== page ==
From the Publisher
by Deverick Martin
One of the opportunities that I have in my role at The New Times is to bring greater credibility and acceptance of healing modalities that have not been part of the traditional allopathic approach to medicine. Whether that be a reading that is the basis for a breakthrough, a new exercise regime that brings new vitality, or the use of alternative medicine, The New Times is committed to providing cutting-edge articles, experiences, tools, and services for our readers. While I believe that there will always be a significant spiritual component that weaves through all of our work and in fact is the very heart of our work we are renewing our energy for providing a strong emphasis on wellness for the body, mind, and spirit.
We at The New Times join with Bastyr University and KOMO TV to be cosponsors of the Health Expo at the end of April. The Health Expo along with the International Conference on Integrative Medicine that will run simultaneously with the Health Expo is the creative idea of Seattleite Bruce Takata.
Jane Lister Reis of our staff met with Bruce to find out what could motivate a person to take on such a huge project. What she found out after talking with him is that, like others who are successful at fully developing a creative idea, it was a matter of professional training, having a personal life-changing experience, flat-out persistence, and heartfelt passion coming together at the same moment. "Basically I got involved in and interested in alternative medicine," Bruce said, "through my own personal experiences as a patient. I had some very bad experiences with professional medicine as I dealt with some chronic health problems of my own. Eventually I was referred to an acupuncturist, who became my first contact with alternative medicine in any form."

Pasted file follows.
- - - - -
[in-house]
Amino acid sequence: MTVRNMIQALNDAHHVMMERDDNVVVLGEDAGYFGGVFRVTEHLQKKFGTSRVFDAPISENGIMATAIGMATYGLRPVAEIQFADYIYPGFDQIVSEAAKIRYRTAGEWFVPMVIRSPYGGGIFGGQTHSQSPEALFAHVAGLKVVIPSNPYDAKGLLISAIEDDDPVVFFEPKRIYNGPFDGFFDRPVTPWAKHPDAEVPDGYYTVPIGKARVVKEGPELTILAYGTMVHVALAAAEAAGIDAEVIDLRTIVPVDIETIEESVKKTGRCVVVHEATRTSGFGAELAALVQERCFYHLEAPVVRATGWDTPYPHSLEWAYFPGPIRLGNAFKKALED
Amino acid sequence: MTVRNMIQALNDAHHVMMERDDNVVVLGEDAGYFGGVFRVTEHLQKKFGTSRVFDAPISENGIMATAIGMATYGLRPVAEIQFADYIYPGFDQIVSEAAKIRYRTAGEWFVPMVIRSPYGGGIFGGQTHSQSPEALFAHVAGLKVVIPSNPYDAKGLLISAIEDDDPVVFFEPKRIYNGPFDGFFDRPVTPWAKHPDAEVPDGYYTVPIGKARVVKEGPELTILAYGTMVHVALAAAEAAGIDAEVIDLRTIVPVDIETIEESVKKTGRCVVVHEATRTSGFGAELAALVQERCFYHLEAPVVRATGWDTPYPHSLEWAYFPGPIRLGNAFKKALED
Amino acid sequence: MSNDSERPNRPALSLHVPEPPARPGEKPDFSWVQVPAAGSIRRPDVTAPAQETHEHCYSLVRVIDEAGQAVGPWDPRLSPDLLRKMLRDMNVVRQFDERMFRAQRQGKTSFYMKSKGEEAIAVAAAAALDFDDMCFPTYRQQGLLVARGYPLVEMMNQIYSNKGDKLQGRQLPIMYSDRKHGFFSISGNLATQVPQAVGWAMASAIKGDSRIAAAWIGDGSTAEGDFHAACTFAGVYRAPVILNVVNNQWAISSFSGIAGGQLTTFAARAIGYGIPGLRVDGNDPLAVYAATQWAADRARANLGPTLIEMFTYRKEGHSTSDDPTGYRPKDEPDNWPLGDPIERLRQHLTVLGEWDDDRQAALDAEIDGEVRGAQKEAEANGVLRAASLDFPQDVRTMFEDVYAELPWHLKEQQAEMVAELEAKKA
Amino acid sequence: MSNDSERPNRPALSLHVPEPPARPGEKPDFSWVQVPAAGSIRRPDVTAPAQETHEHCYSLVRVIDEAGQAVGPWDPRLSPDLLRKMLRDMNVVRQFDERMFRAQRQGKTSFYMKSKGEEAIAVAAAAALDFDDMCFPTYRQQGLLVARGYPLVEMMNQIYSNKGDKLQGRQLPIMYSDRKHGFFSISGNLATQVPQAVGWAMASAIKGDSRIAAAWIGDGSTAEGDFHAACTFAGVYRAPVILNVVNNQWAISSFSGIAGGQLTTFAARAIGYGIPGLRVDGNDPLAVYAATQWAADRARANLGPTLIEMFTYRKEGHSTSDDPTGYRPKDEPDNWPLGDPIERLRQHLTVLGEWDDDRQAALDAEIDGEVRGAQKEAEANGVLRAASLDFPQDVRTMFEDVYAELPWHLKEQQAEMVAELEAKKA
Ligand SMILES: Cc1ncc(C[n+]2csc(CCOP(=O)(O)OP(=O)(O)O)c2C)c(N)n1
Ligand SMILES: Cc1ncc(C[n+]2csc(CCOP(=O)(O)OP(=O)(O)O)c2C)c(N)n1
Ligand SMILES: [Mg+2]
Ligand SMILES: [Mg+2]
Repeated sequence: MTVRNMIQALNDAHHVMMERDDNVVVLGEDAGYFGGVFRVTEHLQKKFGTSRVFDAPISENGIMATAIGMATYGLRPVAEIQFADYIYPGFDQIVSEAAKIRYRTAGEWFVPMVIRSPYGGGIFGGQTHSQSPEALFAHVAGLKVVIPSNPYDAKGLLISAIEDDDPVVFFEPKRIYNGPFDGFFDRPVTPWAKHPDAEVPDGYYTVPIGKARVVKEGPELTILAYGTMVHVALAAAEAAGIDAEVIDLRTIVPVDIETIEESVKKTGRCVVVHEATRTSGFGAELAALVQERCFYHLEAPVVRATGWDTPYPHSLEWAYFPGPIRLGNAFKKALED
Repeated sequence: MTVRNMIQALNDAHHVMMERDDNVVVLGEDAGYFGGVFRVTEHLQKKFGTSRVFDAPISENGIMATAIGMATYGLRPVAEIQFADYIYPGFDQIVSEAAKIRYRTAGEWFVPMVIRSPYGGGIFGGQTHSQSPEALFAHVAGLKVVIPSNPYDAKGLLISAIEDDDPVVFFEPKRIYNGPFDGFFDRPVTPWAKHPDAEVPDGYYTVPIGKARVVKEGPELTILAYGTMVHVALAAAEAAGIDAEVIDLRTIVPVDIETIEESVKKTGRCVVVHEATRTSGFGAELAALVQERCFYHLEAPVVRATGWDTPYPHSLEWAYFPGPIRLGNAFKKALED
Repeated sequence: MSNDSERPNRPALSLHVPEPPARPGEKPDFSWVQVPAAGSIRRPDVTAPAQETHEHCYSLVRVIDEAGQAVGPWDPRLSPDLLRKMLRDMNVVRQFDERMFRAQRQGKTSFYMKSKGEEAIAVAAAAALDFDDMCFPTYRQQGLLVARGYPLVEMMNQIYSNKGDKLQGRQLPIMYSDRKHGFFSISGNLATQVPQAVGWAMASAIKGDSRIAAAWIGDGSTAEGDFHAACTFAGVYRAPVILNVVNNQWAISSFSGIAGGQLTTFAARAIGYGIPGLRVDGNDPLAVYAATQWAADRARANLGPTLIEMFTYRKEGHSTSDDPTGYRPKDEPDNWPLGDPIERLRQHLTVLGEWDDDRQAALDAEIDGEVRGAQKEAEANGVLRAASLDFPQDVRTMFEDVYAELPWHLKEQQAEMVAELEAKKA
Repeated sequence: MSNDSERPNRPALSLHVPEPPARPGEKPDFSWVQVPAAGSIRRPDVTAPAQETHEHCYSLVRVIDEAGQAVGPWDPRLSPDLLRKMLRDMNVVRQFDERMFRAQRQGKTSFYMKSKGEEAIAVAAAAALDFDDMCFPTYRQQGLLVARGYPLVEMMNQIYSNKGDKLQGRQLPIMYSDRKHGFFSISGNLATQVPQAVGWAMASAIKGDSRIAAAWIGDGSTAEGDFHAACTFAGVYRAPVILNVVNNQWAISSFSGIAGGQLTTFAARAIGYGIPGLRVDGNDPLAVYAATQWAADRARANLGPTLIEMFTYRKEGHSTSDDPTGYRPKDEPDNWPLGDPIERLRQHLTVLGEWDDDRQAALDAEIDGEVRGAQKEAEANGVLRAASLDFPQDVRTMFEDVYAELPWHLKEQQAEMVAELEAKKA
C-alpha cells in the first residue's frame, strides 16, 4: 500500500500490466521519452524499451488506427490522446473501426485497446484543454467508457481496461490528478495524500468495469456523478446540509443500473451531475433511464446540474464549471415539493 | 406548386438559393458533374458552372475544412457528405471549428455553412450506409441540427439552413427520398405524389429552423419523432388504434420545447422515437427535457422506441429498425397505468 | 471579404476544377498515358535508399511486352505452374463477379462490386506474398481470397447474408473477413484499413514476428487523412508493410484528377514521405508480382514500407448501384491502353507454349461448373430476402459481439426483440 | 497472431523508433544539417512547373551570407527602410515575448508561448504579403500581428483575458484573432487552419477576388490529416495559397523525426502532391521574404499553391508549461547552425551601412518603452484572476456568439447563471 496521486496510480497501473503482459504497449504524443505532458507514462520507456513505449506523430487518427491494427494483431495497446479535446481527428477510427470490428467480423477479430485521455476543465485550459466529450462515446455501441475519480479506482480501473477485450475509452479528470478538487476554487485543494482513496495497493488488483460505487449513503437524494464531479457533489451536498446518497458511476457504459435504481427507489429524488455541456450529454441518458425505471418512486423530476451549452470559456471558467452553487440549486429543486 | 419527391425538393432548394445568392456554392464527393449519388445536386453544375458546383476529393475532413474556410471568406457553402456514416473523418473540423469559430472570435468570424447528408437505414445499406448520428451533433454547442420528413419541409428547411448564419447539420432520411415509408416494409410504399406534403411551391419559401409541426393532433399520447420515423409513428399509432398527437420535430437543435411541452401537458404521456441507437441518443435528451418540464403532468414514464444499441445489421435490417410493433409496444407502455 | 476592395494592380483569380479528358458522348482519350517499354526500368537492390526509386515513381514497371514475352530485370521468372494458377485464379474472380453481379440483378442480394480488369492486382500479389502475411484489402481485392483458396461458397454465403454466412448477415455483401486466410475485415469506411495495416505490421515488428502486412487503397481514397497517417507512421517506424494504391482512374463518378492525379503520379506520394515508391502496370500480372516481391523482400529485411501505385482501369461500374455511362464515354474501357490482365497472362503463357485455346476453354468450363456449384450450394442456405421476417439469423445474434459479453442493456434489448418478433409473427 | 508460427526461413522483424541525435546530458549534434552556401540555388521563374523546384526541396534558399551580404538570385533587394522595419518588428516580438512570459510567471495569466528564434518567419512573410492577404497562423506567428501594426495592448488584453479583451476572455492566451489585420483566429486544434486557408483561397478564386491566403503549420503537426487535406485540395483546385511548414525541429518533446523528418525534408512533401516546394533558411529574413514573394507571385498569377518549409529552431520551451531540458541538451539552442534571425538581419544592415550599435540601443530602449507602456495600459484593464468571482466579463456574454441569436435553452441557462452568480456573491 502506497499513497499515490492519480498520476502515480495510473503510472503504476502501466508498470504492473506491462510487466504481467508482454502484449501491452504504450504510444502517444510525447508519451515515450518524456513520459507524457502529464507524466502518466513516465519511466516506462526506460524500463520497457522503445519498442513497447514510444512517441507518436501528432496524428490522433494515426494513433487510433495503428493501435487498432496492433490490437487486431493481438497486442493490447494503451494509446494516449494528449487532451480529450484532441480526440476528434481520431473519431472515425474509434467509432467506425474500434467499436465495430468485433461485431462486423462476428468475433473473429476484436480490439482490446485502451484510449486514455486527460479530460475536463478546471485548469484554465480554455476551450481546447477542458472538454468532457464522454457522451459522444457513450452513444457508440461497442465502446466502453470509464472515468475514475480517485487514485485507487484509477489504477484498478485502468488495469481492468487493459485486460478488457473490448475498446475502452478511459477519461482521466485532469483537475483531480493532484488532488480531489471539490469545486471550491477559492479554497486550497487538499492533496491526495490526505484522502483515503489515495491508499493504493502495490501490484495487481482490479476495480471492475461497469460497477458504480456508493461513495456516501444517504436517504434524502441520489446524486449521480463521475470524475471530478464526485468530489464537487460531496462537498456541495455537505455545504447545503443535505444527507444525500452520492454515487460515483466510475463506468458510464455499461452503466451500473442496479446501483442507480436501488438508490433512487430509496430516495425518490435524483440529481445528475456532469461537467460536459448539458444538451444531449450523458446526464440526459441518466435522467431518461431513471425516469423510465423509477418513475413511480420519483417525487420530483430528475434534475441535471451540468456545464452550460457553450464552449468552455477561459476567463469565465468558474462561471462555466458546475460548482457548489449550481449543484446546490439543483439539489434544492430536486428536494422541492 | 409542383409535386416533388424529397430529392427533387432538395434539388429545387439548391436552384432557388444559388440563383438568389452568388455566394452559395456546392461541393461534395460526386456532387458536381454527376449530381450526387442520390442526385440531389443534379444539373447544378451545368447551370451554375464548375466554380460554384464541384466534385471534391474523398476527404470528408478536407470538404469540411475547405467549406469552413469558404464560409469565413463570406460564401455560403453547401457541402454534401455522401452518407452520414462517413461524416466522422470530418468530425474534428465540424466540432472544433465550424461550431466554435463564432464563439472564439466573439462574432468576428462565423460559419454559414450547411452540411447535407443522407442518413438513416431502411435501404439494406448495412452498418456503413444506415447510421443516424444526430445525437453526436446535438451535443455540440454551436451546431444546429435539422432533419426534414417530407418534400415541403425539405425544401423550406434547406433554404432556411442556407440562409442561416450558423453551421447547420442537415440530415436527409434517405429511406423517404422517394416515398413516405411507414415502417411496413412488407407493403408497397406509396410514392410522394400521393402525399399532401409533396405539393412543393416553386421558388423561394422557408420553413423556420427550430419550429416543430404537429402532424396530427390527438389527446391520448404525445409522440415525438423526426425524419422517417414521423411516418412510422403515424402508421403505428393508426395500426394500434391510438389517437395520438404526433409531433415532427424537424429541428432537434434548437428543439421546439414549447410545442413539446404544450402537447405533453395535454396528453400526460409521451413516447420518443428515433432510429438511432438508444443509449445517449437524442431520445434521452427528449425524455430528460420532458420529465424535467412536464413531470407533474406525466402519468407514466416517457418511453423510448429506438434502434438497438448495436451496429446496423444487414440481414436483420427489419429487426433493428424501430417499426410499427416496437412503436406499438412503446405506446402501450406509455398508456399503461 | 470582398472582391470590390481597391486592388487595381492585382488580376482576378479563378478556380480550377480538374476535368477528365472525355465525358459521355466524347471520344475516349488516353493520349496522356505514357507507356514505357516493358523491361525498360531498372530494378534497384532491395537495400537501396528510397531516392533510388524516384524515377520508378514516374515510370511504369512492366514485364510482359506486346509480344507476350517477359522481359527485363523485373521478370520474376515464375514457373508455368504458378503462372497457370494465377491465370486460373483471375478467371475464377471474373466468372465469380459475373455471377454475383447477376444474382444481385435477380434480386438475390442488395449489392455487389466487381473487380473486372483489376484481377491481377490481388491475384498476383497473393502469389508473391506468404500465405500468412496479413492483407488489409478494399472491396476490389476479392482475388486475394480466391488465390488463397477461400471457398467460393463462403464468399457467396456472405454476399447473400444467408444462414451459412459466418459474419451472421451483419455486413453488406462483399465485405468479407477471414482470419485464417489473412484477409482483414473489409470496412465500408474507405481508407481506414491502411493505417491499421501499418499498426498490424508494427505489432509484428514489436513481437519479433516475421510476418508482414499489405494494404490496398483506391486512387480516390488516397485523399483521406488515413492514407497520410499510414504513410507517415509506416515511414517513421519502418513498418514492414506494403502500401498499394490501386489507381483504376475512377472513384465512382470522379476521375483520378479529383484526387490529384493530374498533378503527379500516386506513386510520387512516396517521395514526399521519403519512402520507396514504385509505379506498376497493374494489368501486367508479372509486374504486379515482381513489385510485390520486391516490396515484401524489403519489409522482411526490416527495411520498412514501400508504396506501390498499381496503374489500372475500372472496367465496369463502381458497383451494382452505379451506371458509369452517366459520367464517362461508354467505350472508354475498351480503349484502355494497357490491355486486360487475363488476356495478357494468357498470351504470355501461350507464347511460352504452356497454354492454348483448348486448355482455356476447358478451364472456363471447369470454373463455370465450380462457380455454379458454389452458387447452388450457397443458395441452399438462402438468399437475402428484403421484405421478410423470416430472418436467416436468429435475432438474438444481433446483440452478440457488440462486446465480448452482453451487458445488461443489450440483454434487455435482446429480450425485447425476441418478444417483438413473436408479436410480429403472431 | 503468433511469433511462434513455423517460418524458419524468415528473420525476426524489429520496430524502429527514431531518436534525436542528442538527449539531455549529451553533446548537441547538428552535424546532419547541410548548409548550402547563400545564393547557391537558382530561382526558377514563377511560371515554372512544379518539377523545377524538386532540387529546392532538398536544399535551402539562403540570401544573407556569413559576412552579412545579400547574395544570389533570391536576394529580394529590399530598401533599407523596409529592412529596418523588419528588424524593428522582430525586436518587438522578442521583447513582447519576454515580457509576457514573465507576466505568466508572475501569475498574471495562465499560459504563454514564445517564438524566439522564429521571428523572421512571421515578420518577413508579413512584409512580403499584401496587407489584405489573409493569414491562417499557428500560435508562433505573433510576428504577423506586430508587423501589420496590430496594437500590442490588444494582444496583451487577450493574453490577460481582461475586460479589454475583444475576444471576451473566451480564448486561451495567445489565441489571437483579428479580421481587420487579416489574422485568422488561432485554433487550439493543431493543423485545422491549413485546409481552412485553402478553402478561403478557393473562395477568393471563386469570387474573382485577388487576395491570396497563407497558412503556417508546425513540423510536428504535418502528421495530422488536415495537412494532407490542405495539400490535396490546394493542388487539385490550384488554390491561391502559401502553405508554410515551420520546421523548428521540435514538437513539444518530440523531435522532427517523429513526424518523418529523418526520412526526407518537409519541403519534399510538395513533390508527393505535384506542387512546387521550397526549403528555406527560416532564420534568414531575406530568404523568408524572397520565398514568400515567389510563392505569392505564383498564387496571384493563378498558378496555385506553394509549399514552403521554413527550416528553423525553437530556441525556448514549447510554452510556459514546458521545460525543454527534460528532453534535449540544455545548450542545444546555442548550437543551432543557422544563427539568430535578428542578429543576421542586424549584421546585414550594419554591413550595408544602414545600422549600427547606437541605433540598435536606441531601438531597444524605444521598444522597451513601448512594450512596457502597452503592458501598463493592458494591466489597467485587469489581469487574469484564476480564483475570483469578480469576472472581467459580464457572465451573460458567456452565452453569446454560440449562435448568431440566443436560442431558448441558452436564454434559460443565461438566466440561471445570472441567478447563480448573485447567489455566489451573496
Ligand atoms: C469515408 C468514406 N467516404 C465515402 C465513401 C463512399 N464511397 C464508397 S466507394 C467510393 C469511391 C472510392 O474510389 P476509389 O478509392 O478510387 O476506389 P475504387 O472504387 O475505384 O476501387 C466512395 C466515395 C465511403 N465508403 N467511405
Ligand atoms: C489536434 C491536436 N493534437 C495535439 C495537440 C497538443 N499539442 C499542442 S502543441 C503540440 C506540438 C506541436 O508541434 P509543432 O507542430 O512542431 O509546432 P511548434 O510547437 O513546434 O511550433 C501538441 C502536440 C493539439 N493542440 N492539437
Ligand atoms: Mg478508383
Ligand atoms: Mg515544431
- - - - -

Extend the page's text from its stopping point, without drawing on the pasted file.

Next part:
This first encounter with a completely different philosophy of healing caused Bruce to begin a six-month research in the background, history, and philosophy of this healing science. What he learned amazed him. When he asked himself how he could help bridge these two healing sciences, the answer seemed obvious: Create an interactive Expo open to the public, offering first-rate speakers, products, and experiences for people looking for greater understanding of their own bodies and health, and design an international conference on integrative medicine, attracting doctors and healers from around the country to create a forum for discussion and learning.
It is exciting to be part of this insurgence of energy and information about health and well-being that will make it easier for all of us to care better for our bodies, minds, and spirits. Health and wellness issues affect all of us. Bruce put it another way: "Were all patients, just not at the same time."
The Health Expo is a big deal. Beginning April 30 and continuing for three days, the Washington State Convention and Trade Center in downtown Seattle will be transformed into an interactive health fair. This Expo is geared toward people who want to be proactive in their health care, and will provide the latest information about health products, procedures, and practices. I suspect that most New Times readers are, like me, interested in greater self-empowerment in the areas of health and wellness.
Last fall, a national study conducted by The Hartman Group in conjunction with Bastyr University released a study documenting the changing paradigm in U.S. health care. On page C1, Chris Butterfield offers more detail on the significance and some early results of this.
Stay tuned to The New Times, especially if your path is one of greater personal responsibility and better choices.